Adults often show up at a shelter after 5 p.m. or on weekends with little more than the clothes they have on their backs, Sanchez said. She said shelters and agencies are already servicing this population but the appropriation would help provide state dollars to those agencies. She said that last week her group had to find a motel for a pregnant woman who is Indigenous and a victim of human trafficking and the victim arrived at the end of a work day.

“She had nothing, no food or anything,” Sanchez said.

The bill has passed the last four years but for lesser amounts of money.

Tightening sex offender laws

Lujan Grisham also put HB 43 on the call for the session. Prefiled by Rep. Matthew McQueen, D-Santa Fe, the bill would mean someone who is a registered sex offender in another state or jurisdiction would have to register as a sex offender in New Mexico if that person spends more than 10 consecutive days or more than 20 nonconsecutive days within one calendar year within the state.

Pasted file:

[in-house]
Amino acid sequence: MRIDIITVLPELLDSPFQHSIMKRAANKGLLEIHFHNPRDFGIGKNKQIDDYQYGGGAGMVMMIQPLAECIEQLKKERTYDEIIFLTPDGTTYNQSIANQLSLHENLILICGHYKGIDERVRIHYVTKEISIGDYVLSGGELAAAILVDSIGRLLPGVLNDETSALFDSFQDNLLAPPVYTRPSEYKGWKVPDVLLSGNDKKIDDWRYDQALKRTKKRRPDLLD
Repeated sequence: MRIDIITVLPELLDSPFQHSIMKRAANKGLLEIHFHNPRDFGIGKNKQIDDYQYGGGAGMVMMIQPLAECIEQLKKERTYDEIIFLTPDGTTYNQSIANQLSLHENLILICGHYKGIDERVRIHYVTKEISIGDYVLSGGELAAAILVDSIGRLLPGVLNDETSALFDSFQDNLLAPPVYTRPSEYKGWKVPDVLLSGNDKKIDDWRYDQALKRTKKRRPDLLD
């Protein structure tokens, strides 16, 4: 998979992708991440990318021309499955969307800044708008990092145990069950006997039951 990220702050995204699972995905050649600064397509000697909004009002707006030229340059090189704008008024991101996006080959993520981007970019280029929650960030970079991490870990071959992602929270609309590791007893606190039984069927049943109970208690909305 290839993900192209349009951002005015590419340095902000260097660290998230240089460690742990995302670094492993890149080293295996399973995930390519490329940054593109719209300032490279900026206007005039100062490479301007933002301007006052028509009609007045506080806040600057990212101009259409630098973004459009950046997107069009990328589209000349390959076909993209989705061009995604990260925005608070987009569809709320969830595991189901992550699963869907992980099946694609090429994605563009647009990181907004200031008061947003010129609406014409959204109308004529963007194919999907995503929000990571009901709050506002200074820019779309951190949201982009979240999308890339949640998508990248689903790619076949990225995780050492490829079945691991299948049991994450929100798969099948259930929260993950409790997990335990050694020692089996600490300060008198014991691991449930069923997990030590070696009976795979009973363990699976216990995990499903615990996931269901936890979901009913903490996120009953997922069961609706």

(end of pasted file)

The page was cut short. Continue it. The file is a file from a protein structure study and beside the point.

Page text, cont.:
Lujan Grisham said in a written statement this bill would “broaden state sex offender registration requirements to require those who are registered as a sex offender in another state to register as such in New Mexico, in addition to requiring sex offender registration for those convicted of human trafficking and sexual exploitation of children by prostitution.”

New York Financier Jeffrey Epstein did not have to register as a sex offender in New Mexico even though he registered as a sex offender in the state of Florida due to a sex case involving at least one victim as young as 14. Epstein owned a home outside of Santa Fe.

Appropriations to raise awareness about long-acting reversible contraception